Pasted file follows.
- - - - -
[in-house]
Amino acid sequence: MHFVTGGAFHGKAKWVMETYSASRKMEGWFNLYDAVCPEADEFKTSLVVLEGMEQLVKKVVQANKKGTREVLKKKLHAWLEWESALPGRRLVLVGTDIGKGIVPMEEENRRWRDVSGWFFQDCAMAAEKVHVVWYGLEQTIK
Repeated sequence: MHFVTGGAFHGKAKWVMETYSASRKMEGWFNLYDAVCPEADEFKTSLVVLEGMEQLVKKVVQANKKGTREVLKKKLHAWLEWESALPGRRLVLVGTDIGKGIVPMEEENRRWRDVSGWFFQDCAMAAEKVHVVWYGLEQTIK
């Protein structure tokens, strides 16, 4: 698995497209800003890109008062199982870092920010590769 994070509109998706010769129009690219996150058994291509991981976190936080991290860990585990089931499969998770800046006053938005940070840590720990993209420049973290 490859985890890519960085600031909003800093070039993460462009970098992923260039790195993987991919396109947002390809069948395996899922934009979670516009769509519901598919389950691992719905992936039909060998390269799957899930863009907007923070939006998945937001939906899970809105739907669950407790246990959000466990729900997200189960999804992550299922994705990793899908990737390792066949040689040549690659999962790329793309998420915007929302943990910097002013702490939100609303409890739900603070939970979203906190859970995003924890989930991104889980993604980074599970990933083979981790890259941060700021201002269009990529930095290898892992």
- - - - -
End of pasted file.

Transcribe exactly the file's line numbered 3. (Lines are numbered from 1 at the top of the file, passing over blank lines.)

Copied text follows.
Repeated sequence: MHFVTGGAFHGKAKWVMETYSASRKMEGWFNLYDAVCPEADEFKTSLVVLEGMEQLVKKVVQANKKGTREVLKKKLHAWLEWESALPGRRLVLVGTDIGKGIVPMEEENRRWRDVSGWFFQDCAMAAEKVHVVWYGLEQTIK